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GO TO A HAMFEST – A RV or Camper’s Goldmine Awaits.
Lot’s of campers and RV’ers, are HAMS! No, I’m not talking about the ones that like acting as if they were in a play or movie. I’m not making a derogatory reference to those that have a tendency to overeat, either. I’m talking about a different kind of HAM. This kind of HAM can actually be anyone of any size and their ages may range from middle school to the most senior of Senior Citizens. The thumbnail picture to the left is a joke to get your attention – these Hams have little to do with pigs unless it is enjoying sausage links at breakfast.
The HAM I am referring to is formally known as a Licensed Amateur Radio Operator. Hams must pass a test to show their knowledge of radio communications and operating rules, and as a result have been issued a license by the Federal Communications Commission (FCC) to operate radio transmitters and possibly communicate with other “Hams” all over the world.
In my many years of camping experiences, it seems I always find other Hams whenever I camp. You can usually identify them quickly since most display their FCC call letters on a license plate or separate plaque for all to see. Their vehicles are often adorned with “strange” looking antenna and they may even have a temporary array of wires hanging from the trees connected to a portable ham radio that act as a field antenna.
In all cases, what you discover about these Hams is the combination of being a camper and a Ham is sure to produce an individual that is not a stranger and, upon meeting, becomes an instant friend.
One of the many things Hams do is go to HAMFESTS. Of course, a group of Hams must first host the hamfest. A hamfest is an Amateur Radio Flea Market that usually offers FCC testing and training for prospective Hams. You can find out about future hamfests in your area by checking here.
Last Saturday, Nancy, a close friend from Lynchburg and I set out for the Richmond Amateur Telecommunications Society’s (RATS) annual Frostfest. The term Frostfest is used here because this is a winter hamfest – sort of unusual since most are held outdoors during the warmer months. This one is inside where it is heated and dry!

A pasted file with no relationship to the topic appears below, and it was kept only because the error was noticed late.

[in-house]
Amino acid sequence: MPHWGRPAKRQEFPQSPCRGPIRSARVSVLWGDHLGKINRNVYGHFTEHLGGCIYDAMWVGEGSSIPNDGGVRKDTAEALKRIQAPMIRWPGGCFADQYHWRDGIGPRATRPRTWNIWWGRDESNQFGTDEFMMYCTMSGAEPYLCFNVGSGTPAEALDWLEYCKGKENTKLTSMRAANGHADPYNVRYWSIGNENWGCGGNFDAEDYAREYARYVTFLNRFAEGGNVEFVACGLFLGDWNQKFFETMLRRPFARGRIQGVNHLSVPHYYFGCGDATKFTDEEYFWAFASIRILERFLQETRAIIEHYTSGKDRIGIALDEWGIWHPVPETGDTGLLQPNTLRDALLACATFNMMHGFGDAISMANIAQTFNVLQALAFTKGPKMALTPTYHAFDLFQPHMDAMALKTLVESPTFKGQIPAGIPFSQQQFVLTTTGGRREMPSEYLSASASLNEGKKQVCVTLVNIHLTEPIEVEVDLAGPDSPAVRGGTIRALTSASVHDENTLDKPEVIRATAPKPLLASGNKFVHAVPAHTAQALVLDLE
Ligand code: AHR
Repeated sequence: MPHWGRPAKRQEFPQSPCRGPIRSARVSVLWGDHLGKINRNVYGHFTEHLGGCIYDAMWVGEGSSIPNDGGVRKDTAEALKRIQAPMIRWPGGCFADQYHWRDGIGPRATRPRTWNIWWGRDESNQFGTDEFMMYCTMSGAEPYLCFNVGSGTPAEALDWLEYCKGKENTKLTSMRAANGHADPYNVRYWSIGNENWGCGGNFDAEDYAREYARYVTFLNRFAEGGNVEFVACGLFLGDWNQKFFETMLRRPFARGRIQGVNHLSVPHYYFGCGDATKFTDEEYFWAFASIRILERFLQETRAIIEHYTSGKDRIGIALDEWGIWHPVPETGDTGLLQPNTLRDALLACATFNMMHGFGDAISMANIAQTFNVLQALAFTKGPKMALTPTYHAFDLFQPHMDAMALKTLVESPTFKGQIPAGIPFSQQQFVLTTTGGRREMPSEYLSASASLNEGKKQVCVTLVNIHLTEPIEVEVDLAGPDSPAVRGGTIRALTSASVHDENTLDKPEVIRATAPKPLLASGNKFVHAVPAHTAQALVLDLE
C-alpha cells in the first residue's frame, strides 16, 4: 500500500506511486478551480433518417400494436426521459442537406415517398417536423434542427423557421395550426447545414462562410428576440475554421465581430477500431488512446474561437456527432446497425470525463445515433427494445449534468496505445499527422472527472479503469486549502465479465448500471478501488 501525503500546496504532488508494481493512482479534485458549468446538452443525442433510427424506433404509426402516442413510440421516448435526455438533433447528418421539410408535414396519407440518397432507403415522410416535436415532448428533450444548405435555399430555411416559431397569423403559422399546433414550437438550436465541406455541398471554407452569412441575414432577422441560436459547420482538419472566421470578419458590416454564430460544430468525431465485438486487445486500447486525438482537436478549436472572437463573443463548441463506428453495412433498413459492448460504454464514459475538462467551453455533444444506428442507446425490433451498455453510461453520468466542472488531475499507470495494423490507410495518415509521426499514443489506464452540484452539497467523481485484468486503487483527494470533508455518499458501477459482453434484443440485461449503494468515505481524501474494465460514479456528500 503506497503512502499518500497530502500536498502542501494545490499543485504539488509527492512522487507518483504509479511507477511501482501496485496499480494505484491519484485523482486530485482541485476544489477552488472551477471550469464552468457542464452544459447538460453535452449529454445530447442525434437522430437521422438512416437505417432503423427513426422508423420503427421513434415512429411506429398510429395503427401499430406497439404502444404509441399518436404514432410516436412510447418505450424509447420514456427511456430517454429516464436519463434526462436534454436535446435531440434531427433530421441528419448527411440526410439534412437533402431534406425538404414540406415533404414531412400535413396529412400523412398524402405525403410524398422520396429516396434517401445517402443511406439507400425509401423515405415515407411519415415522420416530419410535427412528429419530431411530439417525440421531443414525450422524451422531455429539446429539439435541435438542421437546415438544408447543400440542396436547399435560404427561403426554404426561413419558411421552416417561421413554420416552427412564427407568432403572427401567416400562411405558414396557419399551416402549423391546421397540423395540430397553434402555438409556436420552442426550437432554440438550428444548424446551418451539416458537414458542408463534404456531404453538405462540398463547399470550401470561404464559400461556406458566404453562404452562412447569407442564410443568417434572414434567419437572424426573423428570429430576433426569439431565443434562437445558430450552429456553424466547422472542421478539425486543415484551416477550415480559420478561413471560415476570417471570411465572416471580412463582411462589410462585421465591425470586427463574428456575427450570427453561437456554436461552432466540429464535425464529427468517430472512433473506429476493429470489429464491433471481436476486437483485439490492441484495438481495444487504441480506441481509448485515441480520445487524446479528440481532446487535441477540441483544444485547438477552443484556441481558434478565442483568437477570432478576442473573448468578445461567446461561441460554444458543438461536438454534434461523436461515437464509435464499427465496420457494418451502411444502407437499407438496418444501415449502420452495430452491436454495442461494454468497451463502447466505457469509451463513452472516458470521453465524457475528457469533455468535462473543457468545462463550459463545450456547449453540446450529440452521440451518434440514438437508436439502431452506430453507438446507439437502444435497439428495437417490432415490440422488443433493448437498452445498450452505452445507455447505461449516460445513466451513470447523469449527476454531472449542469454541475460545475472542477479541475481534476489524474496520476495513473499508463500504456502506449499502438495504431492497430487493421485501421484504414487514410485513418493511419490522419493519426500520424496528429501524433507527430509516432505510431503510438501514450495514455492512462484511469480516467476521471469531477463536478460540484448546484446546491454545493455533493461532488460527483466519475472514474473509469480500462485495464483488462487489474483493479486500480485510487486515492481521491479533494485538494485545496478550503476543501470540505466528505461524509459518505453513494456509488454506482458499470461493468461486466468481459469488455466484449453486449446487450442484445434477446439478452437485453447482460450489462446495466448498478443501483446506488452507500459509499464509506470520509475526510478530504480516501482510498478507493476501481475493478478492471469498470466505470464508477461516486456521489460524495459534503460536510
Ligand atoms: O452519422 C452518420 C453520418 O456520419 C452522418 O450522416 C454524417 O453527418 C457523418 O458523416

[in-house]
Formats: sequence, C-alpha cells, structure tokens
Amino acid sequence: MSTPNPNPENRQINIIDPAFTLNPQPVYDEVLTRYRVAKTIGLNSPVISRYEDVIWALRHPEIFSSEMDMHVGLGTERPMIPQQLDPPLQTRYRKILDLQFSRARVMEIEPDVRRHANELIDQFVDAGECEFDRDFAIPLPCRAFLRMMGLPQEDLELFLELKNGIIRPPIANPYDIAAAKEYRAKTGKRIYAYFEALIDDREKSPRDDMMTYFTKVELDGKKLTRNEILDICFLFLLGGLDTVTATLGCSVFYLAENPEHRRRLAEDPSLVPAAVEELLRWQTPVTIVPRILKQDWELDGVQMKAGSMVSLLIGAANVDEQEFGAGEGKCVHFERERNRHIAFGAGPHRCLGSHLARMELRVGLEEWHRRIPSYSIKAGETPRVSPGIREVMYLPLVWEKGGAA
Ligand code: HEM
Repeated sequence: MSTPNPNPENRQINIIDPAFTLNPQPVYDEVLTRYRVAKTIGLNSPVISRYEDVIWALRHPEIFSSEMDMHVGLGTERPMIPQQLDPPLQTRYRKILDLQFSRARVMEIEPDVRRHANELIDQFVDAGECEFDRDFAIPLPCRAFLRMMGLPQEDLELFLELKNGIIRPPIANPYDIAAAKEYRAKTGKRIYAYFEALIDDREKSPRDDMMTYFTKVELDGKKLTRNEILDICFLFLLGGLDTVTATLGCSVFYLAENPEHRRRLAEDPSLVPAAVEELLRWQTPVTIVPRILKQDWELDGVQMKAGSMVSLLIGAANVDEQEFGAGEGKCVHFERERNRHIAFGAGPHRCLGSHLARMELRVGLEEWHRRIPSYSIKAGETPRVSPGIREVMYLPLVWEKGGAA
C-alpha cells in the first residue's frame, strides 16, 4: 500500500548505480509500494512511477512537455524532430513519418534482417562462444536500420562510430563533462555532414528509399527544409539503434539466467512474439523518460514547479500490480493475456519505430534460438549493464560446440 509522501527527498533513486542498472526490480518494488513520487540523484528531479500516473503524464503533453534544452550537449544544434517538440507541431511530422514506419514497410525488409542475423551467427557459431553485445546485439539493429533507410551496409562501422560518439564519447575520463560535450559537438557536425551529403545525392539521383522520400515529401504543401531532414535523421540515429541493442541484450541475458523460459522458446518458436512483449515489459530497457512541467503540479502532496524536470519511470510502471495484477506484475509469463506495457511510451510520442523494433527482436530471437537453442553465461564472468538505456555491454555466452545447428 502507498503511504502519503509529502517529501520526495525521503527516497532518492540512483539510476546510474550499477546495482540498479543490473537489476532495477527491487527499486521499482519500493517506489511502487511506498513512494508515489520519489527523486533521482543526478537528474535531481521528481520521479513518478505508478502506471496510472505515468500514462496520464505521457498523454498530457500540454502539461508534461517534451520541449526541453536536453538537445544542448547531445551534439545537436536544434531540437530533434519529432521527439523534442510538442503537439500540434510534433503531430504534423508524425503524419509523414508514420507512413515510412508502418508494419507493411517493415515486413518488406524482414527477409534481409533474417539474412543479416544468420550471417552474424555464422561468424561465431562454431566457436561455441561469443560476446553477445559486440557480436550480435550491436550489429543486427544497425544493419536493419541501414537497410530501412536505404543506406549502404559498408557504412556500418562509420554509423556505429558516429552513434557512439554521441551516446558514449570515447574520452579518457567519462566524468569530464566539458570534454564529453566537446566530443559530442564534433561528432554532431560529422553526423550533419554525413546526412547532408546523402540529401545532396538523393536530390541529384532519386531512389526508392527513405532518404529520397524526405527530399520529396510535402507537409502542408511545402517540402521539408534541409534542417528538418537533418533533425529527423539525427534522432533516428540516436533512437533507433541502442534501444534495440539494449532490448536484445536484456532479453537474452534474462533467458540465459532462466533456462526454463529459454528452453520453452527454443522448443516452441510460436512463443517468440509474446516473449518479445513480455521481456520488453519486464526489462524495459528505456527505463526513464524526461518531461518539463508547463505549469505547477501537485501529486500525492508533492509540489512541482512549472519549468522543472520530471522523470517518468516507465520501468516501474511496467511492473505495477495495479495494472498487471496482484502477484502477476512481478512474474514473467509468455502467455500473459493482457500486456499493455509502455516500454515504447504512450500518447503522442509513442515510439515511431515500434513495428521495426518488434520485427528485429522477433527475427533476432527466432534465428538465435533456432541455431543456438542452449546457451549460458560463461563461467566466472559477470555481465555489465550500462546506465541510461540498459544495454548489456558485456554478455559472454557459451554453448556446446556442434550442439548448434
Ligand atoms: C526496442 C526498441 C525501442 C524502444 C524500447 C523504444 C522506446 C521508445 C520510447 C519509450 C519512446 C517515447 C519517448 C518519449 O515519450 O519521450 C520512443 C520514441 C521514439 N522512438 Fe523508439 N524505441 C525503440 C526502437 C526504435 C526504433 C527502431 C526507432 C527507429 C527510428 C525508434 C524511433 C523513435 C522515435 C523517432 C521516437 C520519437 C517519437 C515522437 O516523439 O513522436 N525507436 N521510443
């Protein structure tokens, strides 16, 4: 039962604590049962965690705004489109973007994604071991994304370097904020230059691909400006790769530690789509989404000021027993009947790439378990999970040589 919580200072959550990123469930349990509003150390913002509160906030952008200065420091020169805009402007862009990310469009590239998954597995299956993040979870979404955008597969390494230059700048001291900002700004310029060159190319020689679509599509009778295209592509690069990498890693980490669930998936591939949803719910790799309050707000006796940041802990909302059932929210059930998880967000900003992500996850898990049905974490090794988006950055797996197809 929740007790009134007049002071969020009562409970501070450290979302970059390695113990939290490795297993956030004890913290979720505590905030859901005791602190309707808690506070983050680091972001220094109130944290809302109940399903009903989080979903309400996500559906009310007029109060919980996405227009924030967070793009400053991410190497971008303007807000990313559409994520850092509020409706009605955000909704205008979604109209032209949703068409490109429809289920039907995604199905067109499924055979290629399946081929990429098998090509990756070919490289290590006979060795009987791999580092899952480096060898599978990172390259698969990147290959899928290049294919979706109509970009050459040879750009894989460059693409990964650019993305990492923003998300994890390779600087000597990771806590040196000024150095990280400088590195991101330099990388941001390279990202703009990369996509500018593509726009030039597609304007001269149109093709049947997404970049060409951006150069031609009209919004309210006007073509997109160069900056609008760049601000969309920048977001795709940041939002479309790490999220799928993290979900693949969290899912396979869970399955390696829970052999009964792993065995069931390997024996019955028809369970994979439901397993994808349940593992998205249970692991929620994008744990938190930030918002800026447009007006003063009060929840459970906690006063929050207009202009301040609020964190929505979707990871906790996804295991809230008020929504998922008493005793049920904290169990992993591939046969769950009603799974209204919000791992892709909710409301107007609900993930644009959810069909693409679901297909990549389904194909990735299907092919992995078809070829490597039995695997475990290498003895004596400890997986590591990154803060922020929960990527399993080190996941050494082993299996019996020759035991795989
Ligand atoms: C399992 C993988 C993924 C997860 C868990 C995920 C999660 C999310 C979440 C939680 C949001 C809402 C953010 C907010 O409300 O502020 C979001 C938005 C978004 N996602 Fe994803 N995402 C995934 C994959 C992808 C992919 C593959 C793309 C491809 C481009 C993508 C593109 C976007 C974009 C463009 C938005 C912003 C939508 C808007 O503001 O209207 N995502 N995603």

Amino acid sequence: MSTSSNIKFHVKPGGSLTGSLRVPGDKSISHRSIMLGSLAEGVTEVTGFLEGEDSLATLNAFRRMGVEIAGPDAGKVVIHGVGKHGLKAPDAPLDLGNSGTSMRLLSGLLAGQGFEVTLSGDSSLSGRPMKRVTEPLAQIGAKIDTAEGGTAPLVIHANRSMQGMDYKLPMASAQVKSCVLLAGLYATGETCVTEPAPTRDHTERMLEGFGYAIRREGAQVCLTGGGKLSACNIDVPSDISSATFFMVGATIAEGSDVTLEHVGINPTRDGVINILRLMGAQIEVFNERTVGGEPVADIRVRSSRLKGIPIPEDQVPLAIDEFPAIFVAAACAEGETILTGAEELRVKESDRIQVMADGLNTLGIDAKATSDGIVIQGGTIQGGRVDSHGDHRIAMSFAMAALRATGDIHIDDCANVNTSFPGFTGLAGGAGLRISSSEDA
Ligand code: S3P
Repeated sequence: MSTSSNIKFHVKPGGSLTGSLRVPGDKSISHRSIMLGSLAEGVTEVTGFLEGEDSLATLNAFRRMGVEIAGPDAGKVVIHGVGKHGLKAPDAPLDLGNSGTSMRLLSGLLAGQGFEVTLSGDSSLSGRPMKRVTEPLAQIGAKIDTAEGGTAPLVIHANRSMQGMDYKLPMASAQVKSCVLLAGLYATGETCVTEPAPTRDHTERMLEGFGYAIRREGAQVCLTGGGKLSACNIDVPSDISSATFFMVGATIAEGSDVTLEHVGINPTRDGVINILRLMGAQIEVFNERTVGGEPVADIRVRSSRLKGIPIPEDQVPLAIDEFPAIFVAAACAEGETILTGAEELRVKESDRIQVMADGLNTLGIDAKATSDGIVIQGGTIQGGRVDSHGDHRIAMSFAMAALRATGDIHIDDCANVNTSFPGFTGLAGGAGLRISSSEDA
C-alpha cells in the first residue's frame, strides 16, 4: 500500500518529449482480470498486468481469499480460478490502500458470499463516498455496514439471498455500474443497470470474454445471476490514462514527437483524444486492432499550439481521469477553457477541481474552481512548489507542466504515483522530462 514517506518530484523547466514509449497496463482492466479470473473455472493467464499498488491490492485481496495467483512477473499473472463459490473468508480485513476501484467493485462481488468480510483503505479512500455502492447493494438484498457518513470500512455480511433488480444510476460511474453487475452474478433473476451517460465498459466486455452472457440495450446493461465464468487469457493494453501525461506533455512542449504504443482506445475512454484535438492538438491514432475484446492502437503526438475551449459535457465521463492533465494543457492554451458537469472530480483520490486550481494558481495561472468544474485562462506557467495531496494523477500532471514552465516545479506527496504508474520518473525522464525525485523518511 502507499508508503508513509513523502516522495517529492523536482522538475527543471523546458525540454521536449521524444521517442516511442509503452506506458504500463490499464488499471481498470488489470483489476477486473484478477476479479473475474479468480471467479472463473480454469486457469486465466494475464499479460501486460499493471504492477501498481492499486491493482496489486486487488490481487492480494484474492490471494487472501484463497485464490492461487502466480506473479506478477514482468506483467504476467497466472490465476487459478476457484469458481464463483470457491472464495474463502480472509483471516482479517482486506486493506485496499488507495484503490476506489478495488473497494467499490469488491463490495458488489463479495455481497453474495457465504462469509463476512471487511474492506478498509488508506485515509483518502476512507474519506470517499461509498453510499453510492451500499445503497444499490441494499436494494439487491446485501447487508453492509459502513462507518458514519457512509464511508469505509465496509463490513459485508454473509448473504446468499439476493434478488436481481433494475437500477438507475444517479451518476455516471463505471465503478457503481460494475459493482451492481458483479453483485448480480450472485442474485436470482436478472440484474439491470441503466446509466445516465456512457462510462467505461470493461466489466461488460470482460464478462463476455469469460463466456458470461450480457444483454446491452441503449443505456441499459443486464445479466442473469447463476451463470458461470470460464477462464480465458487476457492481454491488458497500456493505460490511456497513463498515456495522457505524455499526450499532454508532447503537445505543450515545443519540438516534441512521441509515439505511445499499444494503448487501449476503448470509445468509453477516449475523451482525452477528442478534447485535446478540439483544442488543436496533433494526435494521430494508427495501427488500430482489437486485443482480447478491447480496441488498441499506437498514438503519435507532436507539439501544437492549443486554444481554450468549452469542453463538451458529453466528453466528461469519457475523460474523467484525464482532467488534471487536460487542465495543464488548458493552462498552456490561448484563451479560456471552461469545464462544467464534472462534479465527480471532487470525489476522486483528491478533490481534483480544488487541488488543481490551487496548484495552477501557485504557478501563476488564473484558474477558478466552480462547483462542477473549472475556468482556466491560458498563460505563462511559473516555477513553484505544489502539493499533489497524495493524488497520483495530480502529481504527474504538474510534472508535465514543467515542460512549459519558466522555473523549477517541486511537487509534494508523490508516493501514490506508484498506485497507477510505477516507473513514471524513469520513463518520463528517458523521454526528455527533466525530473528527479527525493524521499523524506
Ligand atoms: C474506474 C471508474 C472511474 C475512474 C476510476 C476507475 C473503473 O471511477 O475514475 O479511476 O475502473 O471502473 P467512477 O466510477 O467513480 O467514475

The thing about a hamfest is you never know what sort of ancient, new or amazing electronic or communications gear you may find. In fact, not all of the vendors at hamfests deal with radio gear. Some sell cupcakes, jewelry, and vacation packages. But, we go for the “good stuff” – which you never know what you will find.
At this particular hamfest there were literally tons of stuff that could be of interest to campers and RV’ers. I noted miles of nylon rope of all sizes and grades, power inverters to change DC to household AC power, surplus AGM batteries, and wire by the miles, lanterns, beacons, and LED lights. Tools that could outfit either a plumber or dentist, solar panels, bicycle type power generators, zip-ties, tape, flagpole supports and tall steel towers. One fellow even had a 1985 DeLoran Flux Capacitor. Of course, the usual array of radios ranging from antique to today’s state-of-the art transceiver are all there as well – along with every vacuum tube, transistor or IC need to fix or build them.
Hamfest’s are open to anyone and provide an array of goods even non-hams can enjoy. I came home from this one with a new Wouxun KG-UVD1P handheld dual band transceiver with every imaginable bell and whistle. The price was about 1/10th of what I paid for a Kenwood “brick” I purchased 20 years ago. Technology has advanced and prices of equipment have fallen. In fact, this little $120 radio and a license is all anyone needs to enter the wonderful hobby and community service world of Amateur Radio.
I’ll tell you more about Ham Radio and camping in future articles. There is a lot to tell! In the mean time check out the Amateur Radio Relay League (ARRL) to find out more about this still great and enjoyable hobby.
If you want to take a break from everyday routine, find and attend a hamfest!
If you are one of the many camping HAMS out there, let us know!
I was once asked by a friend looking at my Ham Radio gear, “How far can you talk on that thing?”
My answer was, “Half-way around the world.”
This evoked a rather puzzled look from my friend, so I continued, “If I go any further than half way, I start coming back the other way.”
Satisfied with that answer, he left with a smile on his face.
HAPPY CAMPING TRAILS TO ALL!
73′s and 88′s
Randy (aka Prof95)
ARS – WB4BZX, Amateur Advanced
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